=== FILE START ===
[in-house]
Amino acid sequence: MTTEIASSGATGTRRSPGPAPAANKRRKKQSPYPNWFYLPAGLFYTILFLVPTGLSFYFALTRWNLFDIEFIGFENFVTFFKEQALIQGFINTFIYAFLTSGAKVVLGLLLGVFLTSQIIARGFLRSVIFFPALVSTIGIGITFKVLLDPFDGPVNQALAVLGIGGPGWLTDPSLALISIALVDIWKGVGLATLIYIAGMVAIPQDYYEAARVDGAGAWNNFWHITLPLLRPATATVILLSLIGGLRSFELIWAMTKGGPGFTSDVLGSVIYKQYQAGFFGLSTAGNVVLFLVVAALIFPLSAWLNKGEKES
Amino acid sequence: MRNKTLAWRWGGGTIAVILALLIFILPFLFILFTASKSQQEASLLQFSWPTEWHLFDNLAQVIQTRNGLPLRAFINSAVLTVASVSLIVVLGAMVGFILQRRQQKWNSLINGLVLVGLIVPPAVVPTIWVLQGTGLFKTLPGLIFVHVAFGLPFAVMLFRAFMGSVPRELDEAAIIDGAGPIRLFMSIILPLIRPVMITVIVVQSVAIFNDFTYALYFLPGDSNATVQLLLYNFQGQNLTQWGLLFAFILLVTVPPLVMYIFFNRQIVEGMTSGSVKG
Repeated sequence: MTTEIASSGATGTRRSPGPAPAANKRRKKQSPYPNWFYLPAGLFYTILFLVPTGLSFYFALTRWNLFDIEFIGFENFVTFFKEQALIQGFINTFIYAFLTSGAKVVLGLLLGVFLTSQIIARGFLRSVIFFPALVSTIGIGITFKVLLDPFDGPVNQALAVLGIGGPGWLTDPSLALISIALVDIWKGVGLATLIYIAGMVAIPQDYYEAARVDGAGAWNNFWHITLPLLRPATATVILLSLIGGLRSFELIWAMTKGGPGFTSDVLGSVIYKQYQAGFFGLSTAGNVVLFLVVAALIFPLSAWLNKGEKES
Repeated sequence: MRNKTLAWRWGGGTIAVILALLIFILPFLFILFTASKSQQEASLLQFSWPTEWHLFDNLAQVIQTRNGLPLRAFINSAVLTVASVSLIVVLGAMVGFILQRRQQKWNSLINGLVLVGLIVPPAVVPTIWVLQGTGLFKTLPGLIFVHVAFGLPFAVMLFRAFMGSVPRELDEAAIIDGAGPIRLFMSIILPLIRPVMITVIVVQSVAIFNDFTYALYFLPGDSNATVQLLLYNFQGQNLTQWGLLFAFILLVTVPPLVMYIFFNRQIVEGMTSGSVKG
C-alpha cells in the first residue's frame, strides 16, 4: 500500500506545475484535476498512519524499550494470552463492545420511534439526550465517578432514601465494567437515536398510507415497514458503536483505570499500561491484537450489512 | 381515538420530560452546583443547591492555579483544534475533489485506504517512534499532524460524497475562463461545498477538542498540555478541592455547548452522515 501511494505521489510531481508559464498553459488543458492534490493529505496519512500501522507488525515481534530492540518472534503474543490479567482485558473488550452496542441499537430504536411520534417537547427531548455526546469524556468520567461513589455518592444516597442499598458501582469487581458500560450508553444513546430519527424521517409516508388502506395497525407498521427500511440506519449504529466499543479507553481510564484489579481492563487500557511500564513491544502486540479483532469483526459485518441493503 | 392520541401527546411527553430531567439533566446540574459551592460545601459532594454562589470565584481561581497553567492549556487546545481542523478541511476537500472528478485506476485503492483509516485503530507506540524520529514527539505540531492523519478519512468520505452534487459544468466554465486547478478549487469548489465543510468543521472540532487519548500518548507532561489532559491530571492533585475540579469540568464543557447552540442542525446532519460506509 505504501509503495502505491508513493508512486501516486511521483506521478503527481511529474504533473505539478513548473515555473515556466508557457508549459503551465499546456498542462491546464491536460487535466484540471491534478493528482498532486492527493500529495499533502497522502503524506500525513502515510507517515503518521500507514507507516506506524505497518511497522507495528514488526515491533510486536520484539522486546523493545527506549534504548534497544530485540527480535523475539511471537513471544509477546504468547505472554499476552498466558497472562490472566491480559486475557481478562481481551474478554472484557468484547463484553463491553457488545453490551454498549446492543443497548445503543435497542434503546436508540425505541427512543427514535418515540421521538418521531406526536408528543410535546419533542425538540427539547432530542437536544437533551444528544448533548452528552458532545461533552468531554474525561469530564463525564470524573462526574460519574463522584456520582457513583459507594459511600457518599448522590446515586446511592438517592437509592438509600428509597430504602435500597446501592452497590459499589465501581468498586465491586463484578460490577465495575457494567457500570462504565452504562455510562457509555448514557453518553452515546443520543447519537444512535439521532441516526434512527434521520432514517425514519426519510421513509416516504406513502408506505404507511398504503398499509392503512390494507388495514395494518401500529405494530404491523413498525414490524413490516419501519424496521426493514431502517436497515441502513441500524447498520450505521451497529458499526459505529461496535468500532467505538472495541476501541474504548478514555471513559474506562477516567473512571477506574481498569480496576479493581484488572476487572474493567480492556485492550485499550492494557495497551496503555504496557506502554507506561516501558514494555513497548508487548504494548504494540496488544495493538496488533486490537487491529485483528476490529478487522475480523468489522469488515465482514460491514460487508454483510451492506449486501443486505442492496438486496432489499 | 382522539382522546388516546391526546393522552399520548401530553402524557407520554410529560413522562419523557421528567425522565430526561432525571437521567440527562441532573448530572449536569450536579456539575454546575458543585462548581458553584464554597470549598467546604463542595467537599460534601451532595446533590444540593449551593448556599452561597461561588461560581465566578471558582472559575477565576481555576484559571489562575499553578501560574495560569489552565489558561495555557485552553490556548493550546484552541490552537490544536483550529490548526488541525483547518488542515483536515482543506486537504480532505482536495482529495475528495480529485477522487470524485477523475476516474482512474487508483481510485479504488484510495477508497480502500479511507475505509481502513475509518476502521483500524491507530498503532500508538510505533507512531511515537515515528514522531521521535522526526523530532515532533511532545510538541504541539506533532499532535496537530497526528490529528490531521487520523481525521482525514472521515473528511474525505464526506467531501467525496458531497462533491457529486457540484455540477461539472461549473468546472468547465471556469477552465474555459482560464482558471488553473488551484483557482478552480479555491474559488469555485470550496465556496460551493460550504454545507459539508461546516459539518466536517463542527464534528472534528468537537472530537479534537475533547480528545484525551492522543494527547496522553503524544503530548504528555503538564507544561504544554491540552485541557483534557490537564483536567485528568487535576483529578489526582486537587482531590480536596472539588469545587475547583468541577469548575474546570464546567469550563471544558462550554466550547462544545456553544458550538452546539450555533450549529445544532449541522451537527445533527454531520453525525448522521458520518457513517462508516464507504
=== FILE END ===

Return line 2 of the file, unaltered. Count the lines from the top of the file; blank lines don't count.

Amino acid sequence: MTTEIASSGATGTRRSPGPAPAANKRRKKQSPYPNWFYLPAGLFYTILFLVPTGLSFYFALTRWNLFDIEFIGFENFVTFFKEQALIQGFINTFIYAFLTSGAKVVLGLLLGVFLTSQIIARGFLRSVIFFPALVSTIGIGITFKVLLDPFDGPVNQALAVLGIGGPGWLTDPSLALISIALVDIWKGVGLATLIYIAGMVAIPQDYYEAARVDGAGAWNNFWHITLPLLRPATATVILLSLIGGLRSFELIWAMTKGGPGFTSDVLGSVIYKQYQAGFFGLSTAGNVVLFLVVAALIFPLSAWLNKGEKES